No State Test? No Problem!

No State Test? No problem!

This post is by guest blogger, Chris Birr, EdS. Birr is a member of the ion Board of Directors, a School Psychologist, MTSS Coordinator and deep thinker. Chris lives in suburban Columbus, Ohio with his wife, two daughters and dog.

Anecdotally, it sounds like most states are canceling the end of year-standardized tests this year. For some schools, that could be a substantial loss of student data and methods to assess achievement in their system. However, for most districts and schools, the loss of year-end state test data should not be a significant loss of data. Again, anecdotally, and from experience, schools have more than enough student data and this could be a moment for schools to step back and improve assessment use and fidelity of implementation and interpretation. Some questions swirling involve how to plan for students coming back with summer slide coupled with pandemic slide, assessment can provide some context for whom your most critical students are and how to plan for the entire grade level.

Side note: assessment is not the end-all, be-all but assessment is a critical component in the problem-solving model. (Thanks Florida MTSS). We need to know who to provide instruction that is more intensive and how the entire group is doing from season to season.

Assuming your school has some type of universal screening such as easyCBM, MAP, STAR, AimsWeb Plus, and fall screening is in place, you are in great shape. Even better, you have data from fall and winter from this year. Here are a few questions that I’ve heard and seen so far.

How do we know which students are going to be ok once we are back in school?

Use your previous data and screen all students in the fall. Establish criteria or a cut score to identify students who are on-track for proficiency and those who are off-track and need instruction that is more intensive. Next year (every year, really), we should be accelerating growth for all students so the use of fall, winter, spring data will provide feedback if students are making adequate growth during the year.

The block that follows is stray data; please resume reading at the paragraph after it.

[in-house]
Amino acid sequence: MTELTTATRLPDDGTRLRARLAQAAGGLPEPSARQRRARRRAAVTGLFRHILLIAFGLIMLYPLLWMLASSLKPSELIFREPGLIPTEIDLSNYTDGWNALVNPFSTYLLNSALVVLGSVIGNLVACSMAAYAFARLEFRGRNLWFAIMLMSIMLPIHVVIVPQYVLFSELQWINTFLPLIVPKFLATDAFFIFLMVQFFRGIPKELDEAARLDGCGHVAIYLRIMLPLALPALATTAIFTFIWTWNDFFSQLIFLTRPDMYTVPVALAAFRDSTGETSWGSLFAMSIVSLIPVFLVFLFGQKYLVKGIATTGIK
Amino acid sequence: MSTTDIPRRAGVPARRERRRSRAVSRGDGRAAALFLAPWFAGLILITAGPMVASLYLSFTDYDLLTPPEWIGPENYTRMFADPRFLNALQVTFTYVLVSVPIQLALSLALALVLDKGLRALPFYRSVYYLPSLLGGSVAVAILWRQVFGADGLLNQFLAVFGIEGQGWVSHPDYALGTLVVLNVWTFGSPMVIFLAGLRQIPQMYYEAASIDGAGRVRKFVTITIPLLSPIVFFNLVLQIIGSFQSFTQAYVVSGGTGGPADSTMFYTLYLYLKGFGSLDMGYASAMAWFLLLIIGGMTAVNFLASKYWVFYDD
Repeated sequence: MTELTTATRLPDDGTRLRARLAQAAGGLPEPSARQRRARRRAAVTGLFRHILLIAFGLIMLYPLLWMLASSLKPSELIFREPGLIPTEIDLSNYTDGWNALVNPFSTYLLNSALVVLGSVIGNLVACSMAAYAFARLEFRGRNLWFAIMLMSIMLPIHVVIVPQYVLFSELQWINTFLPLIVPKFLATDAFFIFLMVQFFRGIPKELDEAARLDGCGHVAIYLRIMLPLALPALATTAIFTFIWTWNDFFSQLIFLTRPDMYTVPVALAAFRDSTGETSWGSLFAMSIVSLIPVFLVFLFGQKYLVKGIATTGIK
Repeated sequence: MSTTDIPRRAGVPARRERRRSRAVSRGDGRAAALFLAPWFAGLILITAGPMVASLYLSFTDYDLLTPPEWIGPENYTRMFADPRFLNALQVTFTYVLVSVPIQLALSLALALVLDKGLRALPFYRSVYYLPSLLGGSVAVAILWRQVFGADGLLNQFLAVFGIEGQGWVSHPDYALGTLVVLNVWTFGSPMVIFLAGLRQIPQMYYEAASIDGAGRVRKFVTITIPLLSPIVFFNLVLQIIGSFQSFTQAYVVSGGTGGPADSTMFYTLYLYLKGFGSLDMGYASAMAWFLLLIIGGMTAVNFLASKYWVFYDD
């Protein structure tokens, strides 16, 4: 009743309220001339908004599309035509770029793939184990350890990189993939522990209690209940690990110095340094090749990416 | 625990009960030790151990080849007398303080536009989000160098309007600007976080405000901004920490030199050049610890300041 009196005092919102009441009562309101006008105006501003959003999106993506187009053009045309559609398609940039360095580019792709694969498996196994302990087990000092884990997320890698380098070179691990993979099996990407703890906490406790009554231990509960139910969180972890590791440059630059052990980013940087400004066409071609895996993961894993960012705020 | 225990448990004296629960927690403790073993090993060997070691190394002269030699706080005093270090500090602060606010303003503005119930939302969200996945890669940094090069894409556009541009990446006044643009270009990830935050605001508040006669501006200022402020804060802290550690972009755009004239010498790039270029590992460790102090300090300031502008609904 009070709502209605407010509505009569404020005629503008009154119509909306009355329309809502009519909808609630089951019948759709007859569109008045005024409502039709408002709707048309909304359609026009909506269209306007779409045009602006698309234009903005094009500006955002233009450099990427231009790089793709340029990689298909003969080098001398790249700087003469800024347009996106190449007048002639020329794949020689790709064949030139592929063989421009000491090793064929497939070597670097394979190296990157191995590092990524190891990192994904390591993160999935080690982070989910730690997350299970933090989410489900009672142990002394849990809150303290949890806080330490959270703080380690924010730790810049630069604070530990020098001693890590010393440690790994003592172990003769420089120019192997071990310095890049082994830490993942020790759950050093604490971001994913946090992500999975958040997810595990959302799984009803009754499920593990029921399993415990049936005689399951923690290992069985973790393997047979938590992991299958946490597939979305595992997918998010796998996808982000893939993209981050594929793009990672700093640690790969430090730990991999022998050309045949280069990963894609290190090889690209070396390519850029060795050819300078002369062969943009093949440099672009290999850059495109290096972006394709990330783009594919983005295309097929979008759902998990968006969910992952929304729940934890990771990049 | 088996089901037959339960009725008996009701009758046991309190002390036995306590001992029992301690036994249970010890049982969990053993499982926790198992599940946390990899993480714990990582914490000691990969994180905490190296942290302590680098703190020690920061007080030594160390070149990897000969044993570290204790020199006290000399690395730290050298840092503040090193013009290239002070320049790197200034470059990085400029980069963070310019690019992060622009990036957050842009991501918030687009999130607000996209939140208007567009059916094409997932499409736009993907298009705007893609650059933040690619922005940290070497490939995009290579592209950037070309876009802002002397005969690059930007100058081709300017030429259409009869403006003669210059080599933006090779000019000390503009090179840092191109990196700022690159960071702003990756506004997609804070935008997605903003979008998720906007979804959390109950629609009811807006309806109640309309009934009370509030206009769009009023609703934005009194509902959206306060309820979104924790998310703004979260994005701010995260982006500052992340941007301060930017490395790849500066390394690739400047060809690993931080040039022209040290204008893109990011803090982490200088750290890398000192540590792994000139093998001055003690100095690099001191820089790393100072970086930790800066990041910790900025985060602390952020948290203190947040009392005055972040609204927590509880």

What is the best way to set a cut score?

Select either a Normative or Criterion-Referenced cut score. This Cut Score will provide an indication of students who are on track to reach proficiency or off-track and in potential need of more intensive instruction (i.e. intervention).

Criterion-Referenced (preferred). Most screeners provide a linking study. For some, the screener and state test results are equated and provide an indication that based on the fall screening score, the student is likely to score in a certain range on the spring state test. Students who reach a certain proficiency cut score, are likely to demonstrate proficiency on the state test.

If your screener does not provide a linking study, research-based methods can be used to develop seasonal cut scores. This is more difficult and requires some statistical judo. Partner with a local university or graduate students who can help. Bonus points if you can arrange for a research opportunity using district data, check your district policies regarding research.